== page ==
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Flipsnacking: Nourishing Food for Thought or Junk Food for the Brain?

By Dr. Heather Harwood, Classics Department Head

Let me begin with a disclaimer:  I am not a Luddite. I genuinely like technology. I own a smart phone, a laptop, and an ipad. I have both a Twitter and a Facebook account.  I read the New York Times online and love that I can watch the videos that sometimes accompany the stories. I have a Netflix account and I’d be lost without my GPS (literally); I even sometimes Skype with my parents. As an educator, I was an early proponent of using technology to facilitate student learning.  In fact, despite its stuffy, antiquated reputation, Classics was one of the first of the Humanities’ disciplines to jump on the technology train, and I have been using it effectively in my classroom for (more…)

Revealing the Invisible and the Paradox of Genuine Self-Expression: A Critical Analysis of Véronique Doisneau by Jérôme Bel

By Candice Wang, VI Form

Commissioned by Opera National de Paris in 2004, Jerome Bel’s dance Veronique Doisneau contrasts an individual, the ballet dancer Veronique Doisneau, with an institution, the world of classical ballet and the dance company. The performance is named after the dancer Veronique Doisneau, who has years of experience working for the Ballet of the Opera de Paris as both a soloist and a member of the Corps de Ballet. By highlighting Doisneau, the dance exposes the touch of humanity and reality hidden behind the balletic illusion of effortlessness and perfection. As the choreographer Jerome Bel declares in an interview, the dance lays bare the language and (more…)

The Epic Hero: An Analysis of the Shields of Achilles and Aeneas in Comparison to Hesiod’s “Shield of Heracles”

By Matthew Flathers, VI Form

While the pseudo-Hesiodic Shield of Heracles is largely considered to be a poorly composed piece of poetry, criticized and deemed inauthentic by other antiquated authors[1], it is through its mimicry and plagiarism that it is able to provide valuable insight into Greek, and later Roman, heroism. This short, 450-lined recounting of the contest between Heracles and Cycnus is, as the title suggests, an ekphrastic work about the shield that Heracles bore in the fight. However, seeing as the poem is not particularly well written or unique, the focus of the work lies entirely in the description of the shield itself as opposed to the quality of the imagery used. While large portions of the text are paraphrased and even directly quoted sections of Homer’s Iliad,[2] other sections are indeed original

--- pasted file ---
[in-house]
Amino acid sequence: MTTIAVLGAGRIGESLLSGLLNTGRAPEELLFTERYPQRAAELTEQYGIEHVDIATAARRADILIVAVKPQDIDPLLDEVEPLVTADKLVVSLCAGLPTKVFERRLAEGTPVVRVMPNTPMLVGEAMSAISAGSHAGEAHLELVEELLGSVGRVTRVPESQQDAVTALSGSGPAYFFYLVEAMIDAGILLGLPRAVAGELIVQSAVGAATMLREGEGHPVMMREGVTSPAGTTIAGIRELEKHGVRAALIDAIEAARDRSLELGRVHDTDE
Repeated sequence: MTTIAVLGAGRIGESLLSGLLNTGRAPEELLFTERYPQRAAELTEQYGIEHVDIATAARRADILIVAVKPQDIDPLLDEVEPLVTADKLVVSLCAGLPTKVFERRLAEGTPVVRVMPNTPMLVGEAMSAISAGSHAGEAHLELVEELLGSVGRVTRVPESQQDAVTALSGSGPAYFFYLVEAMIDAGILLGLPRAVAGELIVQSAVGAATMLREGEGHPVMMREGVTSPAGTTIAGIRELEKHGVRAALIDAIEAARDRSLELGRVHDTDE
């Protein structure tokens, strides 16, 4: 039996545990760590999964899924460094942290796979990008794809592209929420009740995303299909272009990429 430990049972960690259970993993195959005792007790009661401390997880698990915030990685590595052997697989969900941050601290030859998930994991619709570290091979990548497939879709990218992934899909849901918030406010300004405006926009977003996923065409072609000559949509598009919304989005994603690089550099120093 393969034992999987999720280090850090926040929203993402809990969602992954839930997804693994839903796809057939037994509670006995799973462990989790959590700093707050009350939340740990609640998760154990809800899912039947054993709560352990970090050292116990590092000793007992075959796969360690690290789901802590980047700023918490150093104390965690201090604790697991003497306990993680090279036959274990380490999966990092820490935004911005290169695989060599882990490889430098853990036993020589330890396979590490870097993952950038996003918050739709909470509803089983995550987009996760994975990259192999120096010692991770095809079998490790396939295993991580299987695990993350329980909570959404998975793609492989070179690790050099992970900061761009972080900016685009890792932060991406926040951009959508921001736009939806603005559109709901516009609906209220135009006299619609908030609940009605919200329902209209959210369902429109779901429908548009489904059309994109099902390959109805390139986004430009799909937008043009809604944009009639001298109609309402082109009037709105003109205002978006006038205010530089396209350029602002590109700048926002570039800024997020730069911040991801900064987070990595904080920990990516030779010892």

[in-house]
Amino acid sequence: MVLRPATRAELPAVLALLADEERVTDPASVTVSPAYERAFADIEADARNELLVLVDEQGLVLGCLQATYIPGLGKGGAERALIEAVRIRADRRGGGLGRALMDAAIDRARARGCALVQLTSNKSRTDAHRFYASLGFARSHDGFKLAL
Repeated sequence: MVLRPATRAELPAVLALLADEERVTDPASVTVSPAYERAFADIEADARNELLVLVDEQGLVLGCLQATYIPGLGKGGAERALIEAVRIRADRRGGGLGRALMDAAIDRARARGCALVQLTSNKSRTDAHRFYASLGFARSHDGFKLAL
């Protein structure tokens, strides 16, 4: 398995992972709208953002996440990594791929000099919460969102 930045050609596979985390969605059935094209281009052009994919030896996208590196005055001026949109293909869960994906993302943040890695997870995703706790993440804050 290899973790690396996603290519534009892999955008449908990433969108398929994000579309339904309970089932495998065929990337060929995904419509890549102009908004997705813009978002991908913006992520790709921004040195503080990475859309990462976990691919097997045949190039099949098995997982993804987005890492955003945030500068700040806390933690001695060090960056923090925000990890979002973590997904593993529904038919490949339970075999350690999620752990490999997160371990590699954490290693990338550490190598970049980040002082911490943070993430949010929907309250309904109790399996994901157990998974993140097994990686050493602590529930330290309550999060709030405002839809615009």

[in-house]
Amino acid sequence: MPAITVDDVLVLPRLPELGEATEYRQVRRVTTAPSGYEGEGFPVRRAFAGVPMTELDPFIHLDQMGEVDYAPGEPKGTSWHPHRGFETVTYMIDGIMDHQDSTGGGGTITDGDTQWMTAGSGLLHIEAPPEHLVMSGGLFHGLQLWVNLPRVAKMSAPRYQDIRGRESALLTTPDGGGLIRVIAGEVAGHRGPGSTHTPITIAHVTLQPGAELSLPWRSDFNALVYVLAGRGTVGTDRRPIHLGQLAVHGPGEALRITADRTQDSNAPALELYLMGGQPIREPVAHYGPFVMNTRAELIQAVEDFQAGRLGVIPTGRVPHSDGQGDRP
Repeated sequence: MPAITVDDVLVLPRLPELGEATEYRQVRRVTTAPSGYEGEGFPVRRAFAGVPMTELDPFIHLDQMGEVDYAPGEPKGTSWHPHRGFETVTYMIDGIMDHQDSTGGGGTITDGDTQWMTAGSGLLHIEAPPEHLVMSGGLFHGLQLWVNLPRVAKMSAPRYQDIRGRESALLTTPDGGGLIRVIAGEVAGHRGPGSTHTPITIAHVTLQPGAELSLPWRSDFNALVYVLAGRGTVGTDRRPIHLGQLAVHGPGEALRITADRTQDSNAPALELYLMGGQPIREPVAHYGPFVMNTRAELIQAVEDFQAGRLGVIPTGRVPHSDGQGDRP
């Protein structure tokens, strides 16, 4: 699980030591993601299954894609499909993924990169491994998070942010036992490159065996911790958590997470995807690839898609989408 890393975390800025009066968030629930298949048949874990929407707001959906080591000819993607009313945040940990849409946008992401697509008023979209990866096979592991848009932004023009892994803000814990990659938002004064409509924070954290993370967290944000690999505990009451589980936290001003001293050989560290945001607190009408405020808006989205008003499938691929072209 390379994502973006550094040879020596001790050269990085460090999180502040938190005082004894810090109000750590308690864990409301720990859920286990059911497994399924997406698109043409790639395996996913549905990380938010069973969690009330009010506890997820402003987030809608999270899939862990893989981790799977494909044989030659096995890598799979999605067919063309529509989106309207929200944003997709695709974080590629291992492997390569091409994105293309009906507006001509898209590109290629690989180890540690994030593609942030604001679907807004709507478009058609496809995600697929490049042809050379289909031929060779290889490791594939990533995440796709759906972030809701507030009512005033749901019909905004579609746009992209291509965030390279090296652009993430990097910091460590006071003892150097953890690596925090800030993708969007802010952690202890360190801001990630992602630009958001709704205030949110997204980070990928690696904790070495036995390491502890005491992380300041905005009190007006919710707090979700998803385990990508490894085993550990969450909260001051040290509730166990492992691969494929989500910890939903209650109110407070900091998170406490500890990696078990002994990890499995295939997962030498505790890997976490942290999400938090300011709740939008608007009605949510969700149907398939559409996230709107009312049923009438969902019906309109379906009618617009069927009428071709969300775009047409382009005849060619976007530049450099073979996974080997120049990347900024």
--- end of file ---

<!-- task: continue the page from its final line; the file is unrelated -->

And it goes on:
Tips on Finding a STEM Research Internship

By Julie Geng, VI Form


CatalystThis summer, I did a research internship with the Tang Group at the University of Wisconsin-Madison for two months. I worked with a 4th-year graduate student on two projects in the field of medicinal chemistry. During the internship, I rented an apartment at Lucky Complex and lived by myself. Living on my own helped me develop many essential skills such as cooking, cleaning, and paying the monthly rent! Madison, WI has lovely weather in the (more…)

Global Citizenship In My Own Backyard

By Lindsay Nielsen, IV Form


Throughout my freshman year at St. Mark’s, I became very familiar with the term “Global Citizen” or “globally GCI LEO2responsible citizen.” I confess, however, that even though I was repeatedly hearing these terms, I did not have a real understanding of what they meant. I felt as though I was learning everything about the topic except for the definition of what it means to be a global citizen.
In addition, I had no idea how to apply what I knew to my own community.


Always Look Up

By Brady Loomer, Science Faculty

IMG_0405Human beings, especially modern human beings, have become quite adept at becoming absorbed in their own daily lives, focusing on what is in front of them, the cell phone in their hand, the watch on their wrist, or the person they’re about to collide with on the sidewalk. There is nothing wrong with this, as much of our lives are driven by scheduling, emails, and calendars. If we chose to avoid these things, we would probably fall behind the curve and struggle to catch up with the rest of our quickly paced world. Despite the necessity for these functions, falling into this pace of life and becoming absorbed in these earth-bound things has one major consequence; we fail to realize our world around us. Luckily for modern human beings, we (more…)